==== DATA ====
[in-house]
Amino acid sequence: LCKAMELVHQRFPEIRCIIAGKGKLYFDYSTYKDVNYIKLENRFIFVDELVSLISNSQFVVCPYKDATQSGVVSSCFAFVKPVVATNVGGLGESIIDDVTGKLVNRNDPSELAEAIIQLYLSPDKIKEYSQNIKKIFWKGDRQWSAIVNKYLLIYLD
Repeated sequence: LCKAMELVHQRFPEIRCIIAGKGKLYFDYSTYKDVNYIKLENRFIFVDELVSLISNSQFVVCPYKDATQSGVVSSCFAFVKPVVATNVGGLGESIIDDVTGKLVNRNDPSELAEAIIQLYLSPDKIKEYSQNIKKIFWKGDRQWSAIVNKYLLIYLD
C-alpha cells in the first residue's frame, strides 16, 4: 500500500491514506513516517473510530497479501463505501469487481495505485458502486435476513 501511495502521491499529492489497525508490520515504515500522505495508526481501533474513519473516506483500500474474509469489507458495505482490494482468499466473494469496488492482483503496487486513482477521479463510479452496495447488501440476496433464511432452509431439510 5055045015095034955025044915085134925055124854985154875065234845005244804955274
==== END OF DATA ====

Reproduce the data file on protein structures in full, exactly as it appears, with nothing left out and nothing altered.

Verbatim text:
[in-house]
Amino acid sequence: LCKAMELVHQRFPEIRCIIAGKGKLYFDYSTYKDVNYIKLENRFIFVDELVSLISNSQFVVCPYKDATQSGVVSSCFAFVKPVVATNVGGLGESIIDDVTGKLVNRNDPSELAEAIIQLYLSPDKIKEYSQNIKKIFWKGDRQWSAIVNKYLLIYLD
Repeated sequence: LCKAMELVHQRFPEIRCIIAGKGKLYFDYSTYKDVNYIKLENRFIFVDELVSLISNSQFVVCPYKDATQSGVVSSCFAFVKPVVATNVGGLGESIIDDVTGKLVNRNDPSELAEAIIQLYLSPDKIKEYSQNIKKIFWKGDRQWSAIVNKYLLIYLD
C-alpha cells in the first residue's frame, strides 16, 4: 500500500491514506513516517473510530497479501463505501469487481495505485458502486435476513 501511495502521491499529492489497525508490520515504515500522505495508526481501533474513519473516506483500500474474509469489507458495505482490494482468499466473494469496488492482483503496487486513482477521479463510479452496495447488501440476496433464511432452509431439510 5055045015095034955025044915085134925055124854985154875065234845005244804955274